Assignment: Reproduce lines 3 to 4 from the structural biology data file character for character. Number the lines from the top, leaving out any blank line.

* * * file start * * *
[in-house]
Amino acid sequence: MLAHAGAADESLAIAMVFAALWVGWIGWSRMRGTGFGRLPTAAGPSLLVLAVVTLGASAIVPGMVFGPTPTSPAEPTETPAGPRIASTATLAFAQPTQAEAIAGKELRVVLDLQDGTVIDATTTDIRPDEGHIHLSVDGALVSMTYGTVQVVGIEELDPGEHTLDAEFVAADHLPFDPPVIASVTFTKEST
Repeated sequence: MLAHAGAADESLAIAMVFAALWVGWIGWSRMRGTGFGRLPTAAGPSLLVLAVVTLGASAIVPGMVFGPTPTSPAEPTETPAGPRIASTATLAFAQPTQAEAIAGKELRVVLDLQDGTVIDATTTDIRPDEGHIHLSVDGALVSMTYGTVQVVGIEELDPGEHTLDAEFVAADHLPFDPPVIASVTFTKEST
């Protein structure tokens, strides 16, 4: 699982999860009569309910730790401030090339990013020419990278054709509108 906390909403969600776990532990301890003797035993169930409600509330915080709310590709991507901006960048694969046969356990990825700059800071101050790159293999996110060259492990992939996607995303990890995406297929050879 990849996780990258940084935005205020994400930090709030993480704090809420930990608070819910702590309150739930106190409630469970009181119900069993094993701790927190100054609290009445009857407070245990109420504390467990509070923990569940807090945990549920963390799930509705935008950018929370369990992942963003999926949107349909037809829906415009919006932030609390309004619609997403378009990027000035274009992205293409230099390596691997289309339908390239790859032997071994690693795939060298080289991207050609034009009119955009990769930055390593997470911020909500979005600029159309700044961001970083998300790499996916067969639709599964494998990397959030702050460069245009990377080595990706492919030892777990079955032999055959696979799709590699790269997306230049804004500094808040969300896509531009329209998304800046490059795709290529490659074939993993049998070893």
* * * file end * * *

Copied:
Repeated sequence: MLAHAGAADESLAIAMVFAALWVGWIGWSRMRGTGFGRLPTAAGPSLLVLAVVTLGASAIVPGMVFGPTPTSPAEPTETPAGPRIASTATLAFAQPTQAEAIAGKELRVVLDLQDGTVIDATTTDIRPDEGHIHLSVDGALVSMTYGTVQVVGIEELDPGEHTLDAEFVAADHLPFDPPVIASVTFTKEST
């Protein structure tokens, strides 16, 4: 699982999860009569309910730790401030090339990013020419990278054709509108 906390909403969600776990532990301890003797035993169930409600509330915080709310590709991507901006960048694969046969356990990825700059800071101050790159293999996110060259492990992939996607995303990890995406297929050879 990849996780990258940084935005205020994400930090709030993480704090809420930990608070819910702590309150739930106190409630469970009181119900069993094993701790927190100054609290009445009857407070245990109420504390467990509070923990569940807090945990549920963390799930509705935008950018929370369990992942963003999926949107349909037809829906415009919006932030609390309004619609997403378009990027000035274009992205293409230099390596691997289309339908390239790859032997071994690693795939060298080289991207050609034009009119955009990769930055390593997470911020909500979005600029159309700044961001970083998300790499996916067969639709599964494998990397959030702050460069245009990377080595990706492919030892777990079955032999055959696979799709590699790269997306230049804004500094808040969300896509531009329209998304800046490059795709290529490659074939993993049998070893």